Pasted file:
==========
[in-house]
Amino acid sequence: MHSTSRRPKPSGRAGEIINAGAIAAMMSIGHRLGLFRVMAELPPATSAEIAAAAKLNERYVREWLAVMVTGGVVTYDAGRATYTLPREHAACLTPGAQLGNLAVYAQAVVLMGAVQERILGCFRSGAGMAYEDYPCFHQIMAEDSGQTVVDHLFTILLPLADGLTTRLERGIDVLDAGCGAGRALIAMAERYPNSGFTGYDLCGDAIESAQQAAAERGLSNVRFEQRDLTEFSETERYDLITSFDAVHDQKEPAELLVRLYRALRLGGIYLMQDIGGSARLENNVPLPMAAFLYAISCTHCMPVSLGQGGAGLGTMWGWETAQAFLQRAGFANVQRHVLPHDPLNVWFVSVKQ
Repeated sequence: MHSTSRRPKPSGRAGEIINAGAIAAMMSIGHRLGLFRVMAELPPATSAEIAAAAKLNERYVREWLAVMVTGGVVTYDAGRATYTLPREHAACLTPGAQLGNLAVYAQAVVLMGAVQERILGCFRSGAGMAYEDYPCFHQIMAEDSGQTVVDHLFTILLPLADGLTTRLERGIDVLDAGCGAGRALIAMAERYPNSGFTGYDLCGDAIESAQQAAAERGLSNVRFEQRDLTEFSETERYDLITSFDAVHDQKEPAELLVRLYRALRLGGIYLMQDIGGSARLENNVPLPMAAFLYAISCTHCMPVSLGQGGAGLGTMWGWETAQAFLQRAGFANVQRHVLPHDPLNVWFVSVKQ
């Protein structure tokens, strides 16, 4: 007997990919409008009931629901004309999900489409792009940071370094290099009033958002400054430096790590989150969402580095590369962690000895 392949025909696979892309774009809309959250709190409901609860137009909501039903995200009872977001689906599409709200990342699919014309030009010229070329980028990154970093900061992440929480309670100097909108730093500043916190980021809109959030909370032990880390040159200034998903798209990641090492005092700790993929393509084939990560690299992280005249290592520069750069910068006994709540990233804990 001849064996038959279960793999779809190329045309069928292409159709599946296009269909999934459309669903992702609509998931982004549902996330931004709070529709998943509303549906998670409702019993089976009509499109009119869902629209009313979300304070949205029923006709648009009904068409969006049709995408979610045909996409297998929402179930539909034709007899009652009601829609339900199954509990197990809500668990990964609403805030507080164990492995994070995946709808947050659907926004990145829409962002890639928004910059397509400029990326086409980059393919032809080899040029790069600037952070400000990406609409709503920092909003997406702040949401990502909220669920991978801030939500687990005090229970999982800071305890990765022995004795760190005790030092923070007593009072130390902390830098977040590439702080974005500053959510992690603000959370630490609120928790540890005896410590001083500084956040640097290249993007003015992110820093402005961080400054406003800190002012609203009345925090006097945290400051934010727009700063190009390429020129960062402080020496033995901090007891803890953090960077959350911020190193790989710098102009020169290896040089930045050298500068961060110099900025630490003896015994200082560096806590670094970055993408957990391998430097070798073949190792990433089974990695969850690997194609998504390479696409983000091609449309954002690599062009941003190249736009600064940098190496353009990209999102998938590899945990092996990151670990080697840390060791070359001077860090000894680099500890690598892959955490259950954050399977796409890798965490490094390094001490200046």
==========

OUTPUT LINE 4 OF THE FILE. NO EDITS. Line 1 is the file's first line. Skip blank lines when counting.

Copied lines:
């Protein structure tokens, strides 16, 4: 007997990919409008009931629901004309999900489409792009940071370094290099009033958002400054430096790590989150969402580095590369962690000895 392949025909696979892309774009809309959250709190409901609860137009909501039903995200009872977001689906599409709200990342699919014309030009010229070329980028990154970093900061992440929480309670100097909108730093500043916190980021809109959030909370032990880390040159200034998903798209990641090492005092700790993929393509084939990560690299992280005249290592520069750069910068006994709540990233804990 001849064996038959279960793999779809190329045309069928292409159709599946296009269909999934459309669903992702609509998931982004549902996330931004709070529709998943509303549906998670409702019993089976009509499109009119869902629209009313979300304070949205029923006709648009009904068409969006049709995408979610045909996409297998929402179930539909034709007899009652009601829609339900199954509990197990809500668990990964609403805030507080164990492995994070995946709808947050659907926004990145829409962002890639928004910059397509400029990326086409980059393919032809080899040029790069600037952070400000990406609409709503920092909003997406702040949401990502909220669920991978801030939500687990005090229970999982800071305890990765022995004795760190005790030092923070007593009072130390902390830098977040590439702080974005500053959510992690603000959370630490609120928790540890005896410590001083500084956040640097290249993007003015992110820093402005961080400054406003800190002012609203009345925090006097945290400051934010727009700063190009390429020129960062402080020496033995901090007891803890953090960077959350911020190193790989710098102009020169290896040089930045050298500068961060110099900025630490003896015994200082560096806590670094970055993408957990391998430097070798073949190792990433089974990695969850690997194609998504390479696409983000091609449309954002690599062009941003190249736009600064940098190496353009990209999102998938590899945990092996990151670990080697840390060791070359001077860090000894680099500890690598892959955490259950954050399977796409890798965490490094390094001490200046």